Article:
Gig economy? It's, it's continuing to pop up. You've seen it in other industries. It's coming in in healthcare. It's , it's been there and in senior care and it's, I don't think it's going away anytime soon. And so it's to be accepting of it and you need to look, especially when you're looking at like a model like care that you can hire for free is , is you have a lot of long-term employees that are at these communities. But the other piece that we're not, that we didn't mention is there is, think of the number of employees that are turning over in that first 30 to 90 days . You know, it's a huge number that is, is not there. And communities that feel I I know everybody's been guilty of it, you make a bad hire, you know, it's been so challenging to get candidates to come in when you do have someone come through, you go ahead and , and make the hire. 'cause you definitely need a body that's on , um, on the floor. And so looking at who you're partnering with from a third party labor standpoint, it's can be your best new recruiting method to be able to see somebody. How do they engage with your current team to make sure there's a cultural fit as we know that's so important, but also how are they engaging with your family members and your residents to make sure it's a fit and it is a fit on both sides , you know, well , not just for the community before the caregiver as well, giving them the ability to kind of try before you buy. I think that there's, that's something that it should be a new method of recruiting for, for communities today if it's not.Amber Bardon:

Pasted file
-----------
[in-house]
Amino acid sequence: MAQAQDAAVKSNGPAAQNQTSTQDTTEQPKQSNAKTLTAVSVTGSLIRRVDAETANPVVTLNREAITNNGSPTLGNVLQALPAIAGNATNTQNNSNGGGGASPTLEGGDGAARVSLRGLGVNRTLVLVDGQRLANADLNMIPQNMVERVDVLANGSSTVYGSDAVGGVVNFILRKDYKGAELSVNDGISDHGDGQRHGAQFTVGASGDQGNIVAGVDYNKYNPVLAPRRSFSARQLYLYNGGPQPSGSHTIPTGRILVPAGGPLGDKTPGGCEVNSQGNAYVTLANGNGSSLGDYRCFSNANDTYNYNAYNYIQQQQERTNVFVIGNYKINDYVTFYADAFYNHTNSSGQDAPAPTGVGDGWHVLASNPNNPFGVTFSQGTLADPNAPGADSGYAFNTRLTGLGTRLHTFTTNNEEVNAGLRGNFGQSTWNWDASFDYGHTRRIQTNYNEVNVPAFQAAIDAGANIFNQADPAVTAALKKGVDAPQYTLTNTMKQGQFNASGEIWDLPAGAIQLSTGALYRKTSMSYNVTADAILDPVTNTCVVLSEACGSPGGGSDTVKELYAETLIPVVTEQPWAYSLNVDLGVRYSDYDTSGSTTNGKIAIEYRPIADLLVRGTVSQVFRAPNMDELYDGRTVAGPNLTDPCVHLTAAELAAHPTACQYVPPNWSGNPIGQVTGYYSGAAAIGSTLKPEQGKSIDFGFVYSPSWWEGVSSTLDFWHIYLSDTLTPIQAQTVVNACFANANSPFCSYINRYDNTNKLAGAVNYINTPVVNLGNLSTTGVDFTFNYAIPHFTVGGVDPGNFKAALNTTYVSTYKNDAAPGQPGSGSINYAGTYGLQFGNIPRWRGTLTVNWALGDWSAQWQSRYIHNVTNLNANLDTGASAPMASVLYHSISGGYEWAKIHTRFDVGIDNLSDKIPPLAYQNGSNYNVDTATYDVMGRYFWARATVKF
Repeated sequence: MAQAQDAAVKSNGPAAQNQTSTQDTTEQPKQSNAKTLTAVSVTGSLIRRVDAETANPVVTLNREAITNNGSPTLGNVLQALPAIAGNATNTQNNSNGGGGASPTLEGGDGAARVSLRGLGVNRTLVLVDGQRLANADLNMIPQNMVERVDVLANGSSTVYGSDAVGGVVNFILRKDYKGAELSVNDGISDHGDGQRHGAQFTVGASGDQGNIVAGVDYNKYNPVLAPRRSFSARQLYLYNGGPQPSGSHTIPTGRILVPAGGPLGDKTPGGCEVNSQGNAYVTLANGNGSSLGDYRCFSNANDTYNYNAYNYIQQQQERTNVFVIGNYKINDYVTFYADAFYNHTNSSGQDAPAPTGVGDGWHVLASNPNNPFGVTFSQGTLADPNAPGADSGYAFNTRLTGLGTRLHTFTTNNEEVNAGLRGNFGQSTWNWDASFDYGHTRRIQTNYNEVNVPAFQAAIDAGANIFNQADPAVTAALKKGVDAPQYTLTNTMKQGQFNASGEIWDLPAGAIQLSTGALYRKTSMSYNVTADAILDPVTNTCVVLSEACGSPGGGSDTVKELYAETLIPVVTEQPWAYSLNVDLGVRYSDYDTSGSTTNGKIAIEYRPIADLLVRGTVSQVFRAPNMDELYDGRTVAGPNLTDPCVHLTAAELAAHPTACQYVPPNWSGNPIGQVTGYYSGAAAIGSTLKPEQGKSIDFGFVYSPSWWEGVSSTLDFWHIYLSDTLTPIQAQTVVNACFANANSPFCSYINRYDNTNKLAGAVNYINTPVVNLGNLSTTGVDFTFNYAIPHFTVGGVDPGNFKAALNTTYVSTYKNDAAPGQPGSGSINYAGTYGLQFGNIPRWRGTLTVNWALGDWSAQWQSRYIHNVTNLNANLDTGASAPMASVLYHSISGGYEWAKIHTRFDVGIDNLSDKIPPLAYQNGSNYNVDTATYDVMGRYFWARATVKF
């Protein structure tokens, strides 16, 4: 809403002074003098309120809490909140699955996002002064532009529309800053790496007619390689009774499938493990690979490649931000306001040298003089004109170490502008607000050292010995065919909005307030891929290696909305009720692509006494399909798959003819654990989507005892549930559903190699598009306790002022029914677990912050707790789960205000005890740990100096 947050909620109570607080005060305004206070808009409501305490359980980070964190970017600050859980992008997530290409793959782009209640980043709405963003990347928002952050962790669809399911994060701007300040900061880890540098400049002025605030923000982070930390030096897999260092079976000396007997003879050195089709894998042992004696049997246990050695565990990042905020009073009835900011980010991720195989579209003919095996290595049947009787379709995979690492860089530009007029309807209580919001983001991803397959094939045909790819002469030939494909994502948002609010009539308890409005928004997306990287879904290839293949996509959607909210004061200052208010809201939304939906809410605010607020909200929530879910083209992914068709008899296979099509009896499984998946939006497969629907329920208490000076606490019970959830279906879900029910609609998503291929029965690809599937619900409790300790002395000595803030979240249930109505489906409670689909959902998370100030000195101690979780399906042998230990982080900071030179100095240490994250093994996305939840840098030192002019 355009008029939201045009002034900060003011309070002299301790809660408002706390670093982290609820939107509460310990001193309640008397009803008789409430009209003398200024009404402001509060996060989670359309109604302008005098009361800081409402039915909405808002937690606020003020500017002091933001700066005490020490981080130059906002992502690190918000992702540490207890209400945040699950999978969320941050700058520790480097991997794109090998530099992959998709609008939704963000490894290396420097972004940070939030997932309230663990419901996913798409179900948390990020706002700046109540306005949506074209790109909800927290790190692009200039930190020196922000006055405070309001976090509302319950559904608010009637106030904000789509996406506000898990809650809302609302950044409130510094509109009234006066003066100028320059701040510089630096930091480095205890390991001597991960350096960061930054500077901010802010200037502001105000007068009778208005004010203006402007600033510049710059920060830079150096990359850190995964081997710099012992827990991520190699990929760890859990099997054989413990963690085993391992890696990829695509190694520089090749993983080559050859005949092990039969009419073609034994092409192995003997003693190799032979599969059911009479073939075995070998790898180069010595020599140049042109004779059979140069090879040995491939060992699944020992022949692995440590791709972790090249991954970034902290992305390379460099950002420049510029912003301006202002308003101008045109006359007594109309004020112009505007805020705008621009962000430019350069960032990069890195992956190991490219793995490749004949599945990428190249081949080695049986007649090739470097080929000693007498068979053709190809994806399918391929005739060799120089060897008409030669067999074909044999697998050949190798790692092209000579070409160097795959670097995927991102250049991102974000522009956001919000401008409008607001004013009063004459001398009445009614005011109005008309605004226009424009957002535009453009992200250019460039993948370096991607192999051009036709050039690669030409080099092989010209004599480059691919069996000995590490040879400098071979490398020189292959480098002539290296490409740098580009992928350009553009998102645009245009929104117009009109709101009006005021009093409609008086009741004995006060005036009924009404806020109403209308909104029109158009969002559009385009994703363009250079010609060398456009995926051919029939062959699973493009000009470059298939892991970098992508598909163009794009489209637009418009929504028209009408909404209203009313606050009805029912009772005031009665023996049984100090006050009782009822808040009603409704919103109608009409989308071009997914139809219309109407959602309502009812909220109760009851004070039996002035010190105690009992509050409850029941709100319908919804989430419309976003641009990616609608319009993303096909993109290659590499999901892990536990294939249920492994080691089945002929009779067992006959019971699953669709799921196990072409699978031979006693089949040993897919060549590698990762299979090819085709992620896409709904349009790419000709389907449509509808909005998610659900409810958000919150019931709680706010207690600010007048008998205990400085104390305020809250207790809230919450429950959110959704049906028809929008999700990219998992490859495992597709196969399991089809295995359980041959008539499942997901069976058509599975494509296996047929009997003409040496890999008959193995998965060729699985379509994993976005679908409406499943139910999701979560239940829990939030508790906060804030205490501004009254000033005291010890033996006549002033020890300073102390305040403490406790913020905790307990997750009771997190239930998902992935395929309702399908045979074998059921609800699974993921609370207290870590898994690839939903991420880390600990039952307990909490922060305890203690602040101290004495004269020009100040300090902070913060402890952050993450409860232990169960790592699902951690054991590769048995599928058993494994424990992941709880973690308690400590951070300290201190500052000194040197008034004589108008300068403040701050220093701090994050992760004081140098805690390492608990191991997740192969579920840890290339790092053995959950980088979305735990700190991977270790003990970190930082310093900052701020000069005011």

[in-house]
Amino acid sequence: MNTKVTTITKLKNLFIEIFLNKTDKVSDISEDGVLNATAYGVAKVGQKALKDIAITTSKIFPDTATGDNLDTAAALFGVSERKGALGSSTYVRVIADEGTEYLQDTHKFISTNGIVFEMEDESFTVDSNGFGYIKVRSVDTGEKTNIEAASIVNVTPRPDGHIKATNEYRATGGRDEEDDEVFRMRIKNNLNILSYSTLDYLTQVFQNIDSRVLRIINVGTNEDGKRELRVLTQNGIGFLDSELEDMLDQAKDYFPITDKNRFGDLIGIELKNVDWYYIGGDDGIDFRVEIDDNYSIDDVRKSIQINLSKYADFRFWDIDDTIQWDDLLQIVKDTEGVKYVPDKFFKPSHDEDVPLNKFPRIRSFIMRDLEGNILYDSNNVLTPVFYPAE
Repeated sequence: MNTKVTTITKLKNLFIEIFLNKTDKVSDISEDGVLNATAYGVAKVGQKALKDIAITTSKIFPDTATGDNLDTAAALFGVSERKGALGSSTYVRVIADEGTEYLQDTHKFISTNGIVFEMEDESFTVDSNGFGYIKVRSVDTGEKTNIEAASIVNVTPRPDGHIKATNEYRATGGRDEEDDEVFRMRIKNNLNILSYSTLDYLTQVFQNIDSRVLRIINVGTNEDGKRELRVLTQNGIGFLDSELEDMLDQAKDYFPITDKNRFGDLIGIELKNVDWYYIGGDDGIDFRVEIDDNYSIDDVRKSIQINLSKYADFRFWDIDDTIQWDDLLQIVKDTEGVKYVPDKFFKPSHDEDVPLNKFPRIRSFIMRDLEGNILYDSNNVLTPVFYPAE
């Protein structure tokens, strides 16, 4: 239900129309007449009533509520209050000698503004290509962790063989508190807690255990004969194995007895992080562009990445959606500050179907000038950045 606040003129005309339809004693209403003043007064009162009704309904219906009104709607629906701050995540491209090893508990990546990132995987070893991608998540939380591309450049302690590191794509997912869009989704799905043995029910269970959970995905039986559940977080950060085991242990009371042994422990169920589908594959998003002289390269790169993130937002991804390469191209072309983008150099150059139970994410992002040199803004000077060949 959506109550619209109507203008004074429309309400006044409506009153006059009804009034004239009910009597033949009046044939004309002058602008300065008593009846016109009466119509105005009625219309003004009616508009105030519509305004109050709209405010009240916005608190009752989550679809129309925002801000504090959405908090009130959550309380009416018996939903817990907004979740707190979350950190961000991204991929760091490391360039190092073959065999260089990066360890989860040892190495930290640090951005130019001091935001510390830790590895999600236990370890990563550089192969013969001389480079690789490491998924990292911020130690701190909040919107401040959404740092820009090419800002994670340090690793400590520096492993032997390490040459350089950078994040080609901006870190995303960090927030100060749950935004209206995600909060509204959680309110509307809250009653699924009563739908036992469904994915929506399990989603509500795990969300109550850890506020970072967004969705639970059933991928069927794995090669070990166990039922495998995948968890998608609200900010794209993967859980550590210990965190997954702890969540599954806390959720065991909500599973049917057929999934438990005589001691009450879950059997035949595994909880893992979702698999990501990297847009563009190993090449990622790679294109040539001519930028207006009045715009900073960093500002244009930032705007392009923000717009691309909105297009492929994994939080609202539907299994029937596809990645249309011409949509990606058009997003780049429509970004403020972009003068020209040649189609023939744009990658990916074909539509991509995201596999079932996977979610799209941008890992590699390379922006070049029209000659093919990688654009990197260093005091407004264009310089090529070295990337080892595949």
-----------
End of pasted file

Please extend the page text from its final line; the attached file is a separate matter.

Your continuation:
Yeah, we're definitely going through a lot of change right now in , in so many different aspects and this is just a , a part of that. Is there anything you are at liberty to discuss that is new with care that's coming out that people can look forward to?Rich Kortum: